1. Why is Amazon not providing a system to address misconfiguration? It seems that 100 million people are now aware of this dropped ball.
  2. Why is an Amazon person, presumably with Amazon expertise, behaving in a manner that appears problematic? If the person was hired, what’s the flaw in the Amazon hiring process? If the person was terminated for a germane reason, why was the person not given appropriate “support” to make the transition from Amazonian to a person with unusual online activities? How does Amazon prevent information from being used by a former employee? What can be improved? Are there other former Amazon employees who are able to behave in an allegedly problematic way?
  3. Why is the problem “common” to use Capital One’s alleged word quoted in the WSJ story? There are dozens upon dozens of firms which are marketing themselves as cyber safeguard providers. Are these services used by Amazon, or is Amazon relying on home grown solutions. There are indeed Amazon’s own security tools. But are these findable, usable, reliable, and efficacious? Security may be lost in the thicket of proliferating Amazon products, services, and features. In effect, is it possible that Amazon is not doing enough to prevent such security lapses associated closely with its cloud solutions.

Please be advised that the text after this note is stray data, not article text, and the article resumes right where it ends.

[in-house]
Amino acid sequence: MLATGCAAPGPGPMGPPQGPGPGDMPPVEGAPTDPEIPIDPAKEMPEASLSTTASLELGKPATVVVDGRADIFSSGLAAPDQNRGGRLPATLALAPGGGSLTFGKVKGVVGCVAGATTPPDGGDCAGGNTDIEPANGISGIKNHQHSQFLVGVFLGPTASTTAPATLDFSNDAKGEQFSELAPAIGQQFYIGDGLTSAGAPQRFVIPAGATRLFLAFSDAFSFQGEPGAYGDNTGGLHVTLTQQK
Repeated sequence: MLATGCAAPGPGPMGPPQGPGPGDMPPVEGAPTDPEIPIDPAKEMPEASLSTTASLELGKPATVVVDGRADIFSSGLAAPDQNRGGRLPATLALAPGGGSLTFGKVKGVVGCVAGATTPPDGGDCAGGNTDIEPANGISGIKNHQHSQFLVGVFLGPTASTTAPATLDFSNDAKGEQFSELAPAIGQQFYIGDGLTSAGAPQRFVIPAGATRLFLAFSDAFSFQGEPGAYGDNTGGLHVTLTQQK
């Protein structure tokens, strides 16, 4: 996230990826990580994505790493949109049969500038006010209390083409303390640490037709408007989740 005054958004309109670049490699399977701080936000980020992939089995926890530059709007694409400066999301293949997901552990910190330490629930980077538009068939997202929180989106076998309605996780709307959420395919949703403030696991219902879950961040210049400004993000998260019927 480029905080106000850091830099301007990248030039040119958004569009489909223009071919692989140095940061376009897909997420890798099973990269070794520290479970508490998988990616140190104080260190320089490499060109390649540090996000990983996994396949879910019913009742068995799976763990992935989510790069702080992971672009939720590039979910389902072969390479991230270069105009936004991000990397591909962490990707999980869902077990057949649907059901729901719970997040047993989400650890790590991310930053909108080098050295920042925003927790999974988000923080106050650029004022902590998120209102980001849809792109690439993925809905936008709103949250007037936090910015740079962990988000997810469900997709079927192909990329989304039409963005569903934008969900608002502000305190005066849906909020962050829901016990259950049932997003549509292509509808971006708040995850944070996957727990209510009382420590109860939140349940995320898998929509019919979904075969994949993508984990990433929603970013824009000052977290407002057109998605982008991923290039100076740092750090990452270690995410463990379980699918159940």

Stepping back, let’s think about this incident in a cinematic way:

  1. A giant company offering services which are so complex that problems are likely to result from component interactions, blundering customers, and former employees with a behavior quirk.
  2. A financial services firm confident of its technical competence. (Note that this financial firm with a previous compliance allegation which seemed to pivot on money laundering and ended with a $100 million fine. See “Compliance Weaknesses Cost Capital One $100M”, October 23, 2018. You will have to pay to view this allegedly accurate write up.
  3. A protagonist who seemed to send up distress flags via online communication channels.

What’s the big story?

Maybe there’s a “heart of darkness” with regard to security within the Amazon jungle.

To which jungle was Joseph Conrad, author of the “Heart of Darkness” referring?